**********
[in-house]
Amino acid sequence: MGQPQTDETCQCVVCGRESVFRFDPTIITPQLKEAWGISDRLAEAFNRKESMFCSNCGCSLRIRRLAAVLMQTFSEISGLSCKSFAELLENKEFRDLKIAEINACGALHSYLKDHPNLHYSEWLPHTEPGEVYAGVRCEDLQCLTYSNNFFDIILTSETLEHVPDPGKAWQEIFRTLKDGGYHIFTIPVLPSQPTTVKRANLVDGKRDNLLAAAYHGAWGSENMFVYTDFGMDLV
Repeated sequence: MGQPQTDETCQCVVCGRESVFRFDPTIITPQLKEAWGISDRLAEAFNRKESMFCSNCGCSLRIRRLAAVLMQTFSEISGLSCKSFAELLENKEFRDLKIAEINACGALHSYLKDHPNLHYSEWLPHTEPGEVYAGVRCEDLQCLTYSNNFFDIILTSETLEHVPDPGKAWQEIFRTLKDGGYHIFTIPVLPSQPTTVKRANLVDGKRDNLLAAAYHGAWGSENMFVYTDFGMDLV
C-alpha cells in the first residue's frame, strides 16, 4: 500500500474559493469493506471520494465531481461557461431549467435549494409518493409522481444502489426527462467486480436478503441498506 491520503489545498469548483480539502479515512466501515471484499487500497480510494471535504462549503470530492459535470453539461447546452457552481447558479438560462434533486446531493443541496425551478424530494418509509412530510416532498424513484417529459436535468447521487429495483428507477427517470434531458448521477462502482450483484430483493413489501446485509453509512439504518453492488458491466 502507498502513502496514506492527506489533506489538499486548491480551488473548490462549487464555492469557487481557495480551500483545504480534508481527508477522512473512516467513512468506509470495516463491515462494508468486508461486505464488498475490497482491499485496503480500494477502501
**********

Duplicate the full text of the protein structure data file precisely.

[in-house]
Amino acid sequence: MGQPQTDETCQCVVCGRESVFRFDPTIITPQLKEAWGISDRLAEAFNRKESMFCSNCGCSLRIRRLAAVLMQTFSEISGLSCKSFAELLENKEFRDLKIAEINACGALHSYLKDHPNLHYSEWLPHTEPGEVYAGVRCEDLQCLTYSNNFFDIILTSETLEHVPDPGKAWQEIFRTLKDGGYHIFTIPVLPSQPTTVKRANLVDGKRDNLLAAAYHGAWGSENMFVYTDFGMDLV
Repeated sequence: MGQPQTDETCQCVVCGRESVFRFDPTIITPQLKEAWGISDRLAEAFNRKESMFCSNCGCSLRIRRLAAVLMQTFSEISGLSCKSFAELLENKEFRDLKIAEINACGALHSYLKDHPNLHYSEWLPHTEPGEVYAGVRCEDLQCLTYSNNFFDIILTSETLEHVPDPGKAWQEIFRTLKDGGYHIFTIPVLPSQPTTVKRANLVDGKRDNLLAAAYHGAWGSENMFVYTDFGMDLV
C-alpha cells in the first residue's frame, strides 16, 4: 500500500474559493469493506471520494465531481461557461431549467435549494409518493409522481444502489426527462467486480436478503441498506 491520503489545498469548483480539502479515512466501515471484499487500497480510494471535504462549503470530492459535470453539461447546452457552481447558479438560462434533486446531493443541496425551478424530494418509509412530510416532498424513484417529459436535468447521487429495483428507477427517470434531458448521477462502482450483484430483493413489501446485509453509512439504518453492488458491466 502507498502513502496514506492527506489533506489538499486548491480551488473548490462549487464555492469557487481557495480551500483545504480534508481527508477522512473512516467513512468506509470495516463491515462494508468486508461486505464488498475490497482491499485496503480500494477502501